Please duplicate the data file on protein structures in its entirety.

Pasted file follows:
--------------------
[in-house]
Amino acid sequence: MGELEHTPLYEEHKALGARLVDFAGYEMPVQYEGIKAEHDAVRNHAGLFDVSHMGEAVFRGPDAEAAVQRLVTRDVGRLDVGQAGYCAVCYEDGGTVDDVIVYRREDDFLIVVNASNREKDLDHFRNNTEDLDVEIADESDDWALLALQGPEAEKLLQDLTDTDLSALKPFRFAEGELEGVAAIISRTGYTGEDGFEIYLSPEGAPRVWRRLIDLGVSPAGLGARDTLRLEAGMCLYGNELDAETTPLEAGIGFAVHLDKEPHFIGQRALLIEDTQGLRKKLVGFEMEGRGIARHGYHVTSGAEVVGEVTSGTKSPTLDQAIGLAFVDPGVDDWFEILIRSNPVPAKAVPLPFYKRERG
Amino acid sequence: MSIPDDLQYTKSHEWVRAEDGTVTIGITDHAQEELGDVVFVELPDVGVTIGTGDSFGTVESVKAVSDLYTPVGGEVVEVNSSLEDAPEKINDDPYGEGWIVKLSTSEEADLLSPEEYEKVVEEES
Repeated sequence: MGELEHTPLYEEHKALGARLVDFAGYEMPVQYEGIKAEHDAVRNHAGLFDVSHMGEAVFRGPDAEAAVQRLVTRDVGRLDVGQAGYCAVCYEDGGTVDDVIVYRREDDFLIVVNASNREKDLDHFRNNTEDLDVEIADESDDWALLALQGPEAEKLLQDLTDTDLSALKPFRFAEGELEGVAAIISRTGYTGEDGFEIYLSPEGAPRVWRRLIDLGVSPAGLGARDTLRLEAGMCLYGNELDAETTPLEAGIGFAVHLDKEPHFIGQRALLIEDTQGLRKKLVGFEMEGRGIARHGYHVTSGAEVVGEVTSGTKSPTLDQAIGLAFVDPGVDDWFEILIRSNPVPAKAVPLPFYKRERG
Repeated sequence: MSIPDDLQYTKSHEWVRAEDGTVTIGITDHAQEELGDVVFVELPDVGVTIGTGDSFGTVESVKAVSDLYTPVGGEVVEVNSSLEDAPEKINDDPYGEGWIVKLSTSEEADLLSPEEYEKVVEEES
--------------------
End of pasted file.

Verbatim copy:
[in-house]
Amino acid sequence: MGELEHTPLYEEHKALGARLVDFAGYEMPVQYEGIKAEHDAVRNHAGLFDVSHMGEAVFRGPDAEAAVQRLVTRDVGRLDVGQAGYCAVCYEDGGTVDDVIVYRREDDFLIVVNASNREKDLDHFRNNTEDLDVEIADESDDWALLALQGPEAEKLLQDLTDTDLSALKPFRFAEGELEGVAAIISRTGYTGEDGFEIYLSPEGAPRVWRRLIDLGVSPAGLGARDTLRLEAGMCLYGNELDAETTPLEAGIGFAVHLDKEPHFIGQRALLIEDTQGLRKKLVGFEMEGRGIARHGYHVTSGAEVVGEVTSGTKSPTLDQAIGLAFVDPGVDDWFEILIRSNPVPAKAVPLPFYKRERG
Amino acid sequence: MSIPDDLQYTKSHEWVRAEDGTVTIGITDHAQEELGDVVFVELPDVGVTIGTGDSFGTVESVKAVSDLYTPVGGEVVEVNSSLEDAPEKINDDPYGEGWIVKLSTSEEADLLSPEEYEKVVEEES
Repeated sequence: MGELEHTPLYEEHKALGARLVDFAGYEMPVQYEGIKAEHDAVRNHAGLFDVSHMGEAVFRGPDAEAAVQRLVTRDVGRLDVGQAGYCAVCYEDGGTVDDVIVYRREDDFLIVVNASNREKDLDHFRNNTEDLDVEIADESDDWALLALQGPEAEKLLQDLTDTDLSALKPFRFAEGELEGVAAIISRTGYTGEDGFEIYLSPEGAPRVWRRLIDLGVSPAGLGARDTLRLEAGMCLYGNELDAETTPLEAGIGFAVHLDKEPHFIGQRALLIEDTQGLRKKLVGFEMEGRGIARHGYHVTSGAEVVGEVTSGTKSPTLDQAIGLAFVDPGVDDWFEILIRSNPVPAKAVPLPFYKRERG
Repeated sequence: MSIPDDLQYTKSHEWVRAEDGTVTIGITDHAQEELGDVVFVELPDVGVTIGTGDSFGTVESVKAVSDLYTPVGGEVVEVNSSLEDAPEKINDDPYGEGWIVKLSTSEEADLLSPEEYEKVVEEES